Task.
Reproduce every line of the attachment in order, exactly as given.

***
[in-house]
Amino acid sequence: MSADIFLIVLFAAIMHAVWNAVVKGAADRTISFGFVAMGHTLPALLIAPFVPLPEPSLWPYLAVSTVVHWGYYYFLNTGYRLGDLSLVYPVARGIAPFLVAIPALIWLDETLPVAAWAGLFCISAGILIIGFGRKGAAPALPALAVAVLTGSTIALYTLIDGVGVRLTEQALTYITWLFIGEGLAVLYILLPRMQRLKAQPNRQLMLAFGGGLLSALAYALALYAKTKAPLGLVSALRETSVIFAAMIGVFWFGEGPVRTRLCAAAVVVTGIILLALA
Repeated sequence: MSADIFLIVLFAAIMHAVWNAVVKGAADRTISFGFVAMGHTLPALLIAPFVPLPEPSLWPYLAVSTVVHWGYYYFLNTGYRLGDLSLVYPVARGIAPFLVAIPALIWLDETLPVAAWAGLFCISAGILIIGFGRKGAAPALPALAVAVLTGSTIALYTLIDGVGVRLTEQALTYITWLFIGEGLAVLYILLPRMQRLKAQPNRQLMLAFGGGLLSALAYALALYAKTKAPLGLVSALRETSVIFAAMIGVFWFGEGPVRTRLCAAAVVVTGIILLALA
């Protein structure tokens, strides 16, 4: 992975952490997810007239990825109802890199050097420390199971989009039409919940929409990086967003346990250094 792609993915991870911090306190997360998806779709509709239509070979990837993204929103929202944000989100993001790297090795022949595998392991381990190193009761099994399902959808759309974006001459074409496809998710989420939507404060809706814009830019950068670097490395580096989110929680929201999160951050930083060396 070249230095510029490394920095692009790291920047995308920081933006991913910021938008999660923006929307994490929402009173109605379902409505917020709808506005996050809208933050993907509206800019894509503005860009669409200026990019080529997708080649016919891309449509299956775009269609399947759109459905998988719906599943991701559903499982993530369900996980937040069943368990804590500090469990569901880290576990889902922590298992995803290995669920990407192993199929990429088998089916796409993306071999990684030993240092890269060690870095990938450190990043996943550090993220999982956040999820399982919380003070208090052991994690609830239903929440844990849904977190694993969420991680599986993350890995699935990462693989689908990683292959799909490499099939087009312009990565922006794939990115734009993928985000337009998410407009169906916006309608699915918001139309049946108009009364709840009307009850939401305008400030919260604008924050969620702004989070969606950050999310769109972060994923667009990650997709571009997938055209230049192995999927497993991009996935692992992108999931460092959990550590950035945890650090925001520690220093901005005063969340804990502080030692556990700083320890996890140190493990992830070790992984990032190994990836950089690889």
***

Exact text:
[in-house]
Amino acid sequence: MSADIFLIVLFAAIMHAVWNAVVKGAADRTISFGFVAMGHTLPALLIAPFVPLPEPSLWPYLAVSTVVHWGYYYFLNTGYRLGDLSLVYPVARGIAPFLVAIPALIWLDETLPVAAWAGLFCISAGILIIGFGRKGAAPALPALAVAVLTGSTIALYTLIDGVGVRLTEQALTYITWLFIGEGLAVLYILLPRMQRLKAQPNRQLMLAFGGGLLSALAYALALYAKTKAPLGLVSALRETSVIFAAMIGVFWFGEGPVRTRLCAAAVVVTGIILLALA
Repeated sequence: MSADIFLIVLFAAIMHAVWNAVVKGAADRTISFGFVAMGHTLPALLIAPFVPLPEPSLWPYLAVSTVVHWGYYYFLNTGYRLGDLSLVYPVARGIAPFLVAIPALIWLDETLPVAAWAGLFCISAGILIIGFGRKGAAPALPALAVAVLTGSTIALYTLIDGVGVRLTEQALTYITWLFIGEGLAVLYILLPRMQRLKAQPNRQLMLAFGGGLLSALAYALALYAKTKAPLGLVSALRETSVIFAAMIGVFWFGEGPVRTRLCAAAVVVTGIILLALA
């Protein structure tokens, strides 16, 4: 992975952490997810007239990825109802890199050097420390199971989009039409919940929409990086967003346990250094 792609993915991870911090306190997360998806779709509709239509070979990837993204929103929202944000989100993001790297090795022949595998392991381990190193009761099994399902959808759309974006001459074409496809998710989420939507404060809706814009830019950068670097490395580096989110929680929201999160951050930083060396 070249230095510029490394920095692009790291920047995308920081933006991913910021938008999660923006929307994490929402009173109605379902409505917020709808506005996050809208933050993907509206800019894509503005860009669409200026990019080529997708080649016919891309449509299956775009269609399947759109459905998988719906599943991701559903499982993530369900996980937040069943368990804590500090469990569901880290576990889902922590298992995803290995669920990407192993199929990429088998089916796409993306071999990684030993240092890269060690870095990938450190990043996943550090993220999982956040999820399982919380003070208090052991994690609830239903929440844990849904977190694993969420991680599986993350890995699935990462693989689908990683292959799909490499099939087009312009990565922006794939990115734009993928985000337009998410407009169906916006309608699915918001139309049946108009009364709840009307009850939401305008400030919260604008924050969620702004989070969606950050999310769109972060994923667009990650997709571009997938055209230049192995999927497993991009996935692992992108999931460092959990550590950035945890650090925001520690220093901005005063969340804990502080030692556990700083320890996890140190493990992830070790992984990032190994990836950089690889």